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4 The Union in Peril QUIT CHAPTER OBJECTIVE INTERACT WITH HISTORY INTERACT WITH HISTORY TIME LINE VISUAL SUMMARY SECTION The Divisive Politics of Slavery.

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Presentation on theme: "4 The Union in Peril QUIT CHAPTER OBJECTIVE INTERACT WITH HISTORY INTERACT WITH HISTORY TIME LINE VISUAL SUMMARY SECTION The Divisive Politics of Slavery."— Presentation transcript:

1 4 The Union in Peril QUIT CHAPTER OBJECTIVE INTERACT WITH HISTORY INTERACT WITH HISTORY TIME LINE VISUAL SUMMARY SECTION The Divisive Politics of Slavery 1 SECTION The Civil War Begins 2 SECTION The North Takes Charge 3 SECTION Reconstruction and Its Effects 4 MAP GRAPH

2 4 The Union in Peril HOME CHAPTER OBJECTIVE To understand the events that led to the Civil War, the course and outcome of the war, and the establishment and eventual failure of Reconstruction

3 4 W I T H H I S T O R Y I N T E R A C T How can the Union be saved? Examine the Issues The year is Across the United States a debate is raging, dividing North from South: Is slavery a property right or is it a violation of liberty and human dignity? The future of the Union depends on compromise—but for many people on both sides, compromise is unacceptable. What are the obstacles to altering an institution, such as slavery, that is fundamental to a region’s economy and way of life? Is it possible to compromise on an ethical issue such as slavery? HOME The Union in Peril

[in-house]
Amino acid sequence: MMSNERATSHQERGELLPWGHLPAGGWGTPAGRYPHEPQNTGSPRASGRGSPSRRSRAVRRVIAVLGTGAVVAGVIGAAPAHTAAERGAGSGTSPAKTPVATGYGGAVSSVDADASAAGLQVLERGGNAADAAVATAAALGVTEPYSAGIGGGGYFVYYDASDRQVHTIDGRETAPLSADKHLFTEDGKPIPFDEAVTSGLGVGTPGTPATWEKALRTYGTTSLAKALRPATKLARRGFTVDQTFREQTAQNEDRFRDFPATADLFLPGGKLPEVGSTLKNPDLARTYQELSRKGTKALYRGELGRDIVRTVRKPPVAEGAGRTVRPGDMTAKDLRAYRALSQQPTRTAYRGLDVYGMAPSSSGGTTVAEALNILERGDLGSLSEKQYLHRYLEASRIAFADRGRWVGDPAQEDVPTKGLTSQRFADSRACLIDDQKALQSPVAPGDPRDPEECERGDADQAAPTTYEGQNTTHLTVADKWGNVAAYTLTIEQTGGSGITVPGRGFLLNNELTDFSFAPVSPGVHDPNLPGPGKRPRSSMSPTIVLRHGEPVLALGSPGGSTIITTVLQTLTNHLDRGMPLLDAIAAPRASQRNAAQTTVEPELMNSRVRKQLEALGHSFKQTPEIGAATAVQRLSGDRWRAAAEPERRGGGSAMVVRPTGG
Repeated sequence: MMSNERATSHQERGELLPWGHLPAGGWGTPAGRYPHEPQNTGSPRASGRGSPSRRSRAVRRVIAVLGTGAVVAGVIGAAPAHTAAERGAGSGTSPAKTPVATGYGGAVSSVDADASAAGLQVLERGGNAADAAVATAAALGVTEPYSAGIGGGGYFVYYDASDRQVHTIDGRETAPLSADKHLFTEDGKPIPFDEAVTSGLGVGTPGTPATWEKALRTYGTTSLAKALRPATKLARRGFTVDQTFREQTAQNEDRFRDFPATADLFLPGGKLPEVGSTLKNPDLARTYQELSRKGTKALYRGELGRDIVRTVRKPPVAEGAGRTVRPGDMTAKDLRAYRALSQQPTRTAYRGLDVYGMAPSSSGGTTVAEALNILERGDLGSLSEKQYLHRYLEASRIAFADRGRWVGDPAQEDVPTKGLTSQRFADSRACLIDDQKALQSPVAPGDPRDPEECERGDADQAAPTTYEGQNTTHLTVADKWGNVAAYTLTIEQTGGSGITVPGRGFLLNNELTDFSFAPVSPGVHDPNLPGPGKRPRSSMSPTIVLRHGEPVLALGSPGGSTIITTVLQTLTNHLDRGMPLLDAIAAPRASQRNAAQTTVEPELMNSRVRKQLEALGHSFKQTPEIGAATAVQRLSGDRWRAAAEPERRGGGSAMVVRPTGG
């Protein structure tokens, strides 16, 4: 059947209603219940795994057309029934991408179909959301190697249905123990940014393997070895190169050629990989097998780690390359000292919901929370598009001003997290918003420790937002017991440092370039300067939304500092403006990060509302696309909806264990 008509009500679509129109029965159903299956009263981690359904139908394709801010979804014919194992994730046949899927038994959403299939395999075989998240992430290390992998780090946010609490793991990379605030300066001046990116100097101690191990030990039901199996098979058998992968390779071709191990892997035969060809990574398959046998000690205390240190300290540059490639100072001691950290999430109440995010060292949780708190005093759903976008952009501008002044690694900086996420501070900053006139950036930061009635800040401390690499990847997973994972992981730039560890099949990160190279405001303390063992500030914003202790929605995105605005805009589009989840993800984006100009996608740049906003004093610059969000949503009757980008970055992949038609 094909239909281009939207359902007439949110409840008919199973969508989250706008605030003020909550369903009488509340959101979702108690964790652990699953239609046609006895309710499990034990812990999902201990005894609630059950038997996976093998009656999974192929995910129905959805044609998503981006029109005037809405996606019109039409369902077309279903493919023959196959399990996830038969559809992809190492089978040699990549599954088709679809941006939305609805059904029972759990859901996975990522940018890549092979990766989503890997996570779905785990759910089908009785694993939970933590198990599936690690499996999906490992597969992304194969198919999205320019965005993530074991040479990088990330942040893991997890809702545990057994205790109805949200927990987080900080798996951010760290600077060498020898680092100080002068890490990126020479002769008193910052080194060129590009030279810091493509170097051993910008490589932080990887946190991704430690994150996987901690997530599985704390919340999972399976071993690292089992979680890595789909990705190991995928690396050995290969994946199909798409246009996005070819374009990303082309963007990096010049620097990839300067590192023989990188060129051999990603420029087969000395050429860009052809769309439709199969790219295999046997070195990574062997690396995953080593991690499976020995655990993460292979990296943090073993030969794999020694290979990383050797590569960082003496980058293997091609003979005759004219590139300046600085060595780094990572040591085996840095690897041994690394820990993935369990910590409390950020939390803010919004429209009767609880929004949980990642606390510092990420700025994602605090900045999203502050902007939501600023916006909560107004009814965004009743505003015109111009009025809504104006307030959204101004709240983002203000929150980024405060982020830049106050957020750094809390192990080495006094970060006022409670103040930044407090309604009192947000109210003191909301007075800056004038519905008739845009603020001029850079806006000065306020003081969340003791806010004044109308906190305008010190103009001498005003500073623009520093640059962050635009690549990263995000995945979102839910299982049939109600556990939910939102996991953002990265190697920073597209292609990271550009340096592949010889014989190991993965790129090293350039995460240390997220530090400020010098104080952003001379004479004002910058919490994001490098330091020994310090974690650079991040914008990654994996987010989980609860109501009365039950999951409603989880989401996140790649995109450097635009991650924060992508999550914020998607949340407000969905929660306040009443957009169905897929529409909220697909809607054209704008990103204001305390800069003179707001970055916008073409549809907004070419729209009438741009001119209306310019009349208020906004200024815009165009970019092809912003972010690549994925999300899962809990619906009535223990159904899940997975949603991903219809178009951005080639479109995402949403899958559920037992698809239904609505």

4 4 The United StatesThe World 1851 The Great Exhibition opens in London Franklin Pierce is elected president. Uncle Tom’s Cabin published Charles Dickens’s Hard Times is published James Buchanan is elected president Abraham Lincoln wins presidential election. South Carolina secedes The Confederacy is formed. Civil War begins Russian serfs emancipated by Czar Alexander II. TIME LINE HOME 1863 Battles of Gettysburg and Vicksburg. continued... The Union in Peril 1857 The Supreme Court rules against Dred Scott.

5 4 The United StatesThe World 1868 Cubans revolt against Spain Ulysses S. Grant is elected president Rutherford B. Hayes is elected president Japan forces Korea to open ports to trade Reconstruction ends. TIME LINE HOME The Union in Peril 1865 Civil War ends. Lincoln is assassinated; Andrew Johnson becomes president Maximilian of Austria becomes emperor of Mexico.

6 1 The Divisive Politics of Slavery The issue of slavery leads to increased tension and violence between the North and the South and finally brings the nation to the brink of war. OVERVIEW ASSESSMENT KEY IDEA HOME